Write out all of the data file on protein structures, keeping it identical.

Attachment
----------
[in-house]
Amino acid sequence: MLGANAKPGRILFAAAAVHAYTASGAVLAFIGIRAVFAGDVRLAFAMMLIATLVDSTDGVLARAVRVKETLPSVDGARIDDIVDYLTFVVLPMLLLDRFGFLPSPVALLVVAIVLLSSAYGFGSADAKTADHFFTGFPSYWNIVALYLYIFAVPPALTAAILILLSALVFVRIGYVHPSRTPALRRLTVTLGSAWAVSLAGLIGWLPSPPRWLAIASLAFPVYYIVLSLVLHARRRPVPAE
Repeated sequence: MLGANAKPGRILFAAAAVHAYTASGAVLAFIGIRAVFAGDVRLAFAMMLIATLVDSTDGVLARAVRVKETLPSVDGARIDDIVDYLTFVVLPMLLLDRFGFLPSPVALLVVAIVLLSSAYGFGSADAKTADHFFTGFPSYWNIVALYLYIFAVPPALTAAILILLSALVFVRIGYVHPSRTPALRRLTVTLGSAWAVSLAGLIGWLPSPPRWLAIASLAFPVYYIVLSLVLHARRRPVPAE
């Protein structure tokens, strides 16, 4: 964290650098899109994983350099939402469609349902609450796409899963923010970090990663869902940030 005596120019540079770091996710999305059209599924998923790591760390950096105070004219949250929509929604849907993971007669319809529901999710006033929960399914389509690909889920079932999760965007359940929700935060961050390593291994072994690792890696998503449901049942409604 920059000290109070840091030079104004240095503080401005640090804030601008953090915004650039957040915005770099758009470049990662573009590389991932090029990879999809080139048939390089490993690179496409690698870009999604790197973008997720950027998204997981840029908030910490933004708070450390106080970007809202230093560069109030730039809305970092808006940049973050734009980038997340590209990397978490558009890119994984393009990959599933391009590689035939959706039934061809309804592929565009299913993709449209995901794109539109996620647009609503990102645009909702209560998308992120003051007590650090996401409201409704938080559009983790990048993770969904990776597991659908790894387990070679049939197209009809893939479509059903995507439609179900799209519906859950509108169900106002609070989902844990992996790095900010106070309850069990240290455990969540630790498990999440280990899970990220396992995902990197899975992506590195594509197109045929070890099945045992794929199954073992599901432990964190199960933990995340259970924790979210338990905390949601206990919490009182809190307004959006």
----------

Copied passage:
[in-house]
Amino acid sequence: MLGANAKPGRILFAAAAVHAYTASGAVLAFIGIRAVFAGDVRLAFAMMLIATLVDSTDGVLARAVRVKETLPSVDGARIDDIVDYLTFVVLPMLLLDRFGFLPSPVALLVVAIVLLSSAYGFGSADAKTADHFFTGFPSYWNIVALYLYIFAVPPALTAAILILLSALVFVRIGYVHPSRTPALRRLTVTLGSAWAVSLAGLIGWLPSPPRWLAIASLAFPVYYIVLSLVLHARRRPVPAE
Repeated sequence: MLGANAKPGRILFAAAAVHAYTASGAVLAFIGIRAVFAGDVRLAFAMMLIATLVDSTDGVLARAVRVKETLPSVDGARIDDIVDYLTFVVLPMLLLDRFGFLPSPVALLVVAIVLLSSAYGFGSADAKTADHFFTGFPSYWNIVALYLYIFAVPPALTAAILILLSALVFVRIGYVHPSRTPALRRLTVTLGSAWAVSLAGLIGWLPSPPRWLAIASLAFPVYYIVLSLVLHARRRPVPAE
């Protein structure tokens, strides 16, 4: 964290650098899109994983350099939402469609349902609450796409899963923010970090990663869902940030 005596120019540079770091996710999305059209599924998923790591760390950096105070004219949250929509929604849907993971007669319809529901999710006033929960399914389509690909889920079932999760965007359940929700935060961050390593291994072994690792890696998503449901049942409604 920059000290109070840091030079104004240095503080401005640090804030601008953090915004650039957040915005770099758009470049990662573009590389991932090029990879999809080139048939390089490993690179496409690698870009999604790197973008997720950027998204997981840029908030910490933004708070450390106080970007809202230093560069109030730039809305970092808006940049973050734009980038997340590209990397978490558009890119994984393009990959599933391009590689035939959706039934061809309804592929565009299913993709449209995901794109539109996620647009609503990102645009909702209560998308992120003051007590650090996401409201409704938080559009983790990048993770969904990776597991659908790894387990070679049939197209009809893939479509059903995507439609179900799209519906859950509108169900106002609070989902844990992996790095900010106070309850069990240290455990969540630790498990999440280990899970990220396992995902990197899975992506590195594509197109045929070890099945045992794929199954073992599901432990964190199960933990995340259970924790979210338990905390949601206990919490009182809190307004959006």